Within the boundaries of the Park, two species of “seagulls” are seasonal components of our fauna; however, the slightly smaller ring-billed gull is far more common and likely to be observed than the nearly identically colored herring gull. » Continue Reading.


Monday, September 8, 2014

Remembering The Battle of Plattsburgh: September 11, 1814

1816 BaltimoreBOPDisplay“The naval battle of Lake Champlain was probably the greatest feat of arms that our navy achieved in the War of 1812,” said Franklin D. Roosevelt.

From Secretary of Navy William Jones on Oct. 3, 1814: “To view it in abstract, it is not surpassed by any naval victory on record. To appreciate its result, it is perhaps one of the most important events in the history of our country.”

According to Penn University historian John B. McMaster, it was “the greatest naval battle of the war,” and Thomas Macdonough was “the ablest sea-captain our country has produced.”

Like McMaster, author and historian Teddy Roosevelt called it “the greatest naval battle of the war,” and praised Commodore Thomas Macdonough thusly: “Down to the time of the Civil War, he is the greatest figure in our naval history. … he was skillful and brave. One of the greatest of our sea captains, he has left a stainless name behind him.” And one more: looking back, Sir Winston Churchill said it “was a decisive battle of the war.” » Continue Reading.


Monday, September 8, 2014

Cycle Adirondacks: A New Event for August 2015

OpenRoadBikes KGardnerThe Wildlife Conservation Society (WCS) has announced Cycle Adirondacks, a week-long, road bike tour through the Adirondack Park featuring daily routes that will allow riders to be immersed in the forests, lakes, streams and abundant wildlife habitat of the famed Adirondack region.

Local WCS wildlife experts will be on hand all week to provide information on wildlife and other natural history. Registration is now open for the ride, which will take place August 23-29, 2015. » Continue Reading.


Monday, September 8, 2014

Caitlin Stewart: Making a Dent in Purple Loosestrife

Purple LoosestrifeSince 2003, I have been battling purple loosestrife, an invasive plant that may be gorgeous but overruns wetlands, and outcompetes native plants that wildlife and waterfowl depend on for food, shelter, and nesting grounds. After 11 years of manual management, populations along the Route 8 and Route 30 corridors in Hamilton County have decreased. This is good news for native plants that fill in areas where invasive purple loosestrife used to grow.

This August I focused on rights-of-way along Routes 8 and 30 in the Town of Lake Pleasant and the Village of Speculator. I snipped each flower with garden clippers before plants went to seed for reproduction. All plant material was bagged and allowed to liquefy in the sun before being delivered to a transfer station.

It is exciting to fight invasive plants for over a decade and see promising results like this. Manual management is tedious, but persistent efforts have helped stop the spread of purple loosestrife and remove these invaders from the environment. » Continue Reading.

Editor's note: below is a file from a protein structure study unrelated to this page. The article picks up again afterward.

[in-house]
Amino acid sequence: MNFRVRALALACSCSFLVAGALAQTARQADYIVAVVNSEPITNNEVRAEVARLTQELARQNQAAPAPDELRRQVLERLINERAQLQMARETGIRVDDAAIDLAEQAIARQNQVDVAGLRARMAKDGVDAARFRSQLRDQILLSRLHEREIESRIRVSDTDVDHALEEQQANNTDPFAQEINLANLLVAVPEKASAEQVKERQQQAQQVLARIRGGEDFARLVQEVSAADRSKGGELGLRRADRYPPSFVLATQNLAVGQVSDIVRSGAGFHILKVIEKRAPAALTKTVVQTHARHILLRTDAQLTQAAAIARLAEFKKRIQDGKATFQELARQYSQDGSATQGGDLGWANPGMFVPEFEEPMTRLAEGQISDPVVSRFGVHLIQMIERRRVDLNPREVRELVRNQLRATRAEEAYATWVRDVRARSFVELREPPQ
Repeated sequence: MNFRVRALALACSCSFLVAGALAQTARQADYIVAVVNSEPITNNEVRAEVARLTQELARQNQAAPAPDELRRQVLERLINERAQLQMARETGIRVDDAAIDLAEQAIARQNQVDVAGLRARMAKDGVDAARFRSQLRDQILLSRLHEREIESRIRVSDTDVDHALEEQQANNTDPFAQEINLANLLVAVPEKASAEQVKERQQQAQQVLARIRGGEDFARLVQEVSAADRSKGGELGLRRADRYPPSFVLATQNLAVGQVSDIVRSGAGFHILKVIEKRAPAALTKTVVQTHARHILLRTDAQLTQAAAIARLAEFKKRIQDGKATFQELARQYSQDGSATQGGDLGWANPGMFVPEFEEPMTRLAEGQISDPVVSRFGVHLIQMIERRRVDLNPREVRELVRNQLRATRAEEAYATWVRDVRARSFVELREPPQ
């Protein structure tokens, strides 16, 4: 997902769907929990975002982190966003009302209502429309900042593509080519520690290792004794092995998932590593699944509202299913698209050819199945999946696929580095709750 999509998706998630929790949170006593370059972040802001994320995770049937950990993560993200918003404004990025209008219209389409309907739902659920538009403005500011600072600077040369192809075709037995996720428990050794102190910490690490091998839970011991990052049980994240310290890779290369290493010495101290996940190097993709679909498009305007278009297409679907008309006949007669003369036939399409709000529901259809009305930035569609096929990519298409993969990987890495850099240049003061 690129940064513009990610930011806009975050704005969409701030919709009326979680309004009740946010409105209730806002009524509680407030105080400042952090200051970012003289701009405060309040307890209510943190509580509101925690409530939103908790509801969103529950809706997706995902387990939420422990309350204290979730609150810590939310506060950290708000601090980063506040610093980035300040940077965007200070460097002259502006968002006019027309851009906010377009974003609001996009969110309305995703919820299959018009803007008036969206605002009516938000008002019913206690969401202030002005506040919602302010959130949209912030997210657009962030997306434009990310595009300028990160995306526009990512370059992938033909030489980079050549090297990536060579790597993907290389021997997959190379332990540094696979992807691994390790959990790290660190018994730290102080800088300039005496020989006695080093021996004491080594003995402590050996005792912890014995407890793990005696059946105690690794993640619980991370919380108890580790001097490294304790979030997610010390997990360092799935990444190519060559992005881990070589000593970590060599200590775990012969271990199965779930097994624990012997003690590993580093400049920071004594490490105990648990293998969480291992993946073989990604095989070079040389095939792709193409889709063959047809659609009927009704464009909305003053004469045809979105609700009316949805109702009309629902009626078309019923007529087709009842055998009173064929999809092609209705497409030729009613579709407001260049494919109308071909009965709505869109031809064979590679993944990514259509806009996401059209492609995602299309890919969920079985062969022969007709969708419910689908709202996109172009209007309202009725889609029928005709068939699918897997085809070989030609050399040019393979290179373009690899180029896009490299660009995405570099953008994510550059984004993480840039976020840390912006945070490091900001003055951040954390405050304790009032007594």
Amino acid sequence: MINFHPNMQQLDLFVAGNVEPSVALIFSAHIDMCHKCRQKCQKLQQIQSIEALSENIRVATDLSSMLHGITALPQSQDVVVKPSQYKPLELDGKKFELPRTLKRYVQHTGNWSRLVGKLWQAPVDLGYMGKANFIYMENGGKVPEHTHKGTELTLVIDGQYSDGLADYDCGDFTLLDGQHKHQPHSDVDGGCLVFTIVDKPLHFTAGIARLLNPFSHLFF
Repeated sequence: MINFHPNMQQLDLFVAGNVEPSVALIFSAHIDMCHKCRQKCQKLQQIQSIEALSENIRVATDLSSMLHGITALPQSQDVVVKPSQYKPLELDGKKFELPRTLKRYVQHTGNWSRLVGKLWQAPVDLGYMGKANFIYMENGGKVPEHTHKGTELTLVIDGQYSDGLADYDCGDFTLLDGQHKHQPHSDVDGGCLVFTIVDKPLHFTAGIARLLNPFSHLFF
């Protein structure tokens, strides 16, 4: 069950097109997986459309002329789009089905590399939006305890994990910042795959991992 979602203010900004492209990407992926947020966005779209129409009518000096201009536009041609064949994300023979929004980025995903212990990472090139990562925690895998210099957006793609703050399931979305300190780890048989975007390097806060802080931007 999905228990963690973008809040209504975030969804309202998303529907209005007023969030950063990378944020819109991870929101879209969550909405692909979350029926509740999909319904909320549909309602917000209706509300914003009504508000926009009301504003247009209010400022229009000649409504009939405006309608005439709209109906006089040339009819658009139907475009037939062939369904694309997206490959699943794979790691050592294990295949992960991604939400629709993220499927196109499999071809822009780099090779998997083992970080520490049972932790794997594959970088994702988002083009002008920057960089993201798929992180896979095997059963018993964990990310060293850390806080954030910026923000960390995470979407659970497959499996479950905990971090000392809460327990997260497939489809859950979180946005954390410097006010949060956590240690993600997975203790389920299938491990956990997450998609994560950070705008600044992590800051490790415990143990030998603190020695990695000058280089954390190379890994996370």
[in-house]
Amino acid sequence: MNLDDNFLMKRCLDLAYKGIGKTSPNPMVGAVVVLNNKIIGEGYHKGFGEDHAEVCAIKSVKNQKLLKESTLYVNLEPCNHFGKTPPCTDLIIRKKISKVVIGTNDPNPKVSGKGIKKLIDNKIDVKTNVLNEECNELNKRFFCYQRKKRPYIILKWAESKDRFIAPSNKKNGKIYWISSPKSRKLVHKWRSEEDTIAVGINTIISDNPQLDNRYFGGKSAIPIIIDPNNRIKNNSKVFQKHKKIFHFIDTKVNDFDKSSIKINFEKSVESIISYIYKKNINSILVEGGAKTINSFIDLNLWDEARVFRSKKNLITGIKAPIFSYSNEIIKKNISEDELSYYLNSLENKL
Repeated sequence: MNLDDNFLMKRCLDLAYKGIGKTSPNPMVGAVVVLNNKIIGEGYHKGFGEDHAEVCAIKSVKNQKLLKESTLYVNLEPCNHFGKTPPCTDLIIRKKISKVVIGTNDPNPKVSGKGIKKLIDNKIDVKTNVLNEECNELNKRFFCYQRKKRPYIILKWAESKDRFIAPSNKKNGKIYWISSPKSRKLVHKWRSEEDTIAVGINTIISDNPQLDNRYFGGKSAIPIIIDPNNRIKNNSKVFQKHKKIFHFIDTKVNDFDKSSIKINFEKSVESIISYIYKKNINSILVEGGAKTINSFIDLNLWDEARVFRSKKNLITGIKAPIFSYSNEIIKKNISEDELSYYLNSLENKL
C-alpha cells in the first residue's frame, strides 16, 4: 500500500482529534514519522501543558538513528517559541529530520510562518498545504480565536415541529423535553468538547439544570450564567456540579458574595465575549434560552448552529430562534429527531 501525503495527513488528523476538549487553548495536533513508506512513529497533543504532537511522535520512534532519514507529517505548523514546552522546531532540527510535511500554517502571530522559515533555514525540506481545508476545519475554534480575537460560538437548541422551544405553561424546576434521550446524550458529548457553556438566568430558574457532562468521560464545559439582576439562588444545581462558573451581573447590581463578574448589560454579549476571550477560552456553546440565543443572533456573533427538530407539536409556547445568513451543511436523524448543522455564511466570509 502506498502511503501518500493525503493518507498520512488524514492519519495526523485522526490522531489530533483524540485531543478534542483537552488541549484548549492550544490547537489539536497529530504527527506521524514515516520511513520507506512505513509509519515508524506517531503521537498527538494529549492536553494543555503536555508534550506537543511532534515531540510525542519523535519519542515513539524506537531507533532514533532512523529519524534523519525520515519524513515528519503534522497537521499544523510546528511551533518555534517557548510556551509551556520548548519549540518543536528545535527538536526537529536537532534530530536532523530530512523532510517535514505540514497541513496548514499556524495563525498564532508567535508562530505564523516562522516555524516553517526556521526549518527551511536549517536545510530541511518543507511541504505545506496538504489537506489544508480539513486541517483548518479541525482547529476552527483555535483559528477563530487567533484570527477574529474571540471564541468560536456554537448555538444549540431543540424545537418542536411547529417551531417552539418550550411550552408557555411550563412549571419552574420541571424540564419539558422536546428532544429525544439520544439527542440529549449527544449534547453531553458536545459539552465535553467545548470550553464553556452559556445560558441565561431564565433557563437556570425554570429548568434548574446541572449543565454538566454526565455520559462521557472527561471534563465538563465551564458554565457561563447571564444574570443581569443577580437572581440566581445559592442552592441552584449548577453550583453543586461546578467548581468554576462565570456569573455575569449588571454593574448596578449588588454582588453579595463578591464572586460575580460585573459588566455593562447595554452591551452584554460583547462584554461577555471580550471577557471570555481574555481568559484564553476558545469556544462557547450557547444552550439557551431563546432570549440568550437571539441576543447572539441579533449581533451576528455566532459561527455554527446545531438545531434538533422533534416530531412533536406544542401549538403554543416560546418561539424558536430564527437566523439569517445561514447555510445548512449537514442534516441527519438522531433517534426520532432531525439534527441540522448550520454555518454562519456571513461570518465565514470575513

Sunday, September 7, 2014

The Case of the Indian Arrow Etched in Stone

Screen Shot 2014-09-03 at 9.50.31 PMMy cousin Stephen Fitzpatrick showed me a mark that is chiseled into a rock just outside the front door of our family’s little red one-room cabin on Indian Point. The mark vaguely appears like an arrow but with a crosshair at the top instead of a point. Stephen applied an ink dye to the mark so it is more visible in this photo.

Stephen remembers asking his mother about the mark, and she said that her father claimed it was there when he first came to the Point in 1910.

The mark itself is intriguing, but the mystery deepened when Stephen explained that the crosshair is actually a compass rose.   The large line runs almost perfectly north-south, and the smaller line is nearly east-west.

Curiosity piqued, I firmly slapped on my amateur sleuth’s cap. » Continue Reading.


Sunday, September 7, 2014

Glenn Pearsall On John Thurman And Elm Hill

Thurman Marker sign 2The Townships of Johnsburg and Thurman were named for John Thurman when Warren County was split off from Washington County in 1816. Beyond the boundaries of these two townships, however, few have heard of him or his accomplishments.

The story of John Thurman is an important chapter in the history of the Adirondacks. For too many, Adirondack history is limited to the great camps, guide boats, and environmental protection. Yet there is so much more.

For hundreds of years the Adirondacks were a dark and dangerous place; anyone traveling through the area had best be well-armed. However, after the American Revolution the Adirondacks became, for the first time, a land of great opportunity, ready for exploration and commercial enterprises. » Continue Reading.